Martin has been absent because he’s been redesigning his side of the site. (Go check it out. It’s cool.) I’ve been absent for much less interesting* reasons.
Basically, I’ve been studying for a test. About testing. The Information Systems Examination Board (ISEB) Practitioner Certificate in Software Testing, or, as I think of it, How To Break Things Real Good.
After eight days of classroom instruction spread over two weeks, I had less than a month to cram the syllabus in between my ears (Only click on the link if you have persistent insomnia. Not suitable for reading whilst operating heavy machinery*). I did it – I can now go on at great length about the relative strengths of boundary value analysis and state transition testing in the design of functional tests, name 18 types of automated test tool, and describe three software development lifecycle models and how they relate to testing.
I wasn’t a very good classmate, I’m afraid. I got massively insecure early on in the instruction section, when I came in on the second week to find that someone extra had turned up and taken my seat and my course materials. The instructor was mortified, but I felt deeply unwelcome, and turned to the same obnoxious behaviour I used to get through high school. When I feel out of place, I become the most annoyingly, articulately intelligent pain in the posterior ever…trying to prove that separate does not equal inferior, I guess.
I did this throughout the second week of classes, and only got worse in the revision session. I even straightened the instructor out on his understanding of one area of the syllabus. Yes, I was right and he was wrong. But that doesn’t make it less obnoxious**. I hope I made up for it a little with some of the tutoring I did on the side.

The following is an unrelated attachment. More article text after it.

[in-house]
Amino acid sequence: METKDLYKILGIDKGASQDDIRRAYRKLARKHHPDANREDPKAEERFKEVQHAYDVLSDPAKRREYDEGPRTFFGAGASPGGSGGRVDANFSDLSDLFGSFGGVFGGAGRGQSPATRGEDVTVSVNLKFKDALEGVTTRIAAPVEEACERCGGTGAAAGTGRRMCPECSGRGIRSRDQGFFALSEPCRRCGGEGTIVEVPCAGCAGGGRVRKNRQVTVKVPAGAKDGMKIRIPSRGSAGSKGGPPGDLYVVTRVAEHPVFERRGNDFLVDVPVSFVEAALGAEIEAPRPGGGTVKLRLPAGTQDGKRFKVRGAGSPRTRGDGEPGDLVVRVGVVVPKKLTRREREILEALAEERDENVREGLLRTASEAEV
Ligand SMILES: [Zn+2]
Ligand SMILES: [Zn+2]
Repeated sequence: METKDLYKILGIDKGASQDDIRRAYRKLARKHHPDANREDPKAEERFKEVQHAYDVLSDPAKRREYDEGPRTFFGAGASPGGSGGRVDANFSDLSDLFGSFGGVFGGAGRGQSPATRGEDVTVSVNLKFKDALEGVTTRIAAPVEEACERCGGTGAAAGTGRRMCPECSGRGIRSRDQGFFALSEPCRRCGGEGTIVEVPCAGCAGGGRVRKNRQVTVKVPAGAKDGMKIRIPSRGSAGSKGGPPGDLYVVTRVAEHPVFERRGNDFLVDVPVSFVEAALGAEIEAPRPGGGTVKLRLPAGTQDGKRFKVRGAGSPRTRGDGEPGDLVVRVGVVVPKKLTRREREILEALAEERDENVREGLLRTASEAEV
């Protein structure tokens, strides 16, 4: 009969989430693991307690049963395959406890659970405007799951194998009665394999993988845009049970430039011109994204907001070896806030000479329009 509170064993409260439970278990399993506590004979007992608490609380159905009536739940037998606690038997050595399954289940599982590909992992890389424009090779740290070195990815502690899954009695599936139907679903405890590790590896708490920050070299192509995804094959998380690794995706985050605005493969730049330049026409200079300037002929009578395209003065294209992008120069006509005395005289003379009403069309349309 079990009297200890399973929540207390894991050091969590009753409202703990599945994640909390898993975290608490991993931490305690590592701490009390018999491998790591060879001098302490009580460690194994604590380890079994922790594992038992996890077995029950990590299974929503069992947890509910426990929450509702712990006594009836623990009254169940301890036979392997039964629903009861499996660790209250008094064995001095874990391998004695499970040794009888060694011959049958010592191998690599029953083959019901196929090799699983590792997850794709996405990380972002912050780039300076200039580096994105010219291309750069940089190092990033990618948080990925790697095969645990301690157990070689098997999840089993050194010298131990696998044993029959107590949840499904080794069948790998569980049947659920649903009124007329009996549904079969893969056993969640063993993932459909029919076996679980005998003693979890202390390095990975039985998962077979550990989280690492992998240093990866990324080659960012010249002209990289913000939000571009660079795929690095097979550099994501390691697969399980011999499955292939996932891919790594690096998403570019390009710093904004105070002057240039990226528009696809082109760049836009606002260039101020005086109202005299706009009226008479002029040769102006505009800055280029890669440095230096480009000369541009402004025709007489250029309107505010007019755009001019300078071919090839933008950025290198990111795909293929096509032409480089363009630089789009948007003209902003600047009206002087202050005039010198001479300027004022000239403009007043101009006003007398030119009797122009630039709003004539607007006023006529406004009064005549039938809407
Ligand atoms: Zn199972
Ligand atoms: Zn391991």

The exam was a pig, but I knew it would be. I think I did OK, on balance, though I won’t know for a couple of months. The pass mark is 60%, and if I get over 80% I get a distinction. (Which is, in a small community, considered rather cool.) I’ll be content to pass.***
I promise, now that I’m done with that, I’ll post to the blog again. I’ll even go back and pick out the best photos I took over that time, tell you about the time Fionaberry did a face plant at full speed running downhill, and even update my cinnamon roll recipe. Promise.
* I don’t think it’s boring. But I know everyone else does.
** Peter, if you’re reading this, I am sorry.
*** This is a lie. I would be marginally content to hear that I got 100%. I’ll gnash my teeth over every missed point. I know I missed at least 7 marks, and it’s driving me nuts.
2 thoughts on “How To Break Things Real Good”
Abi, this is not good.
If I had been your indstructor, right or wrong,I would have mauled you.
Chill out, life is far, far too short, for this type of reaction.
To be fair, Ian, actually what I did was realise that the way he marked my mock exam showed that I didn’t understand TPI at all. (As in, I even thought the organisation was described by a letter and his model answer said it was described by a number.)
So I asked him to explain it to me, because if it came up on the exam I was clearly hosed. So we went back into the notes, and I still couldn’t understand how the way he explained it would work. Then we looked at other model answers, and it became clear that my mental model of it was actually right and his wrong.
I do tend to prefer instructors who are interested in ensuring that the information presented to the students is right to those who are focused on maintaining their position of authority. I’m pleased to note that Peter is among them.
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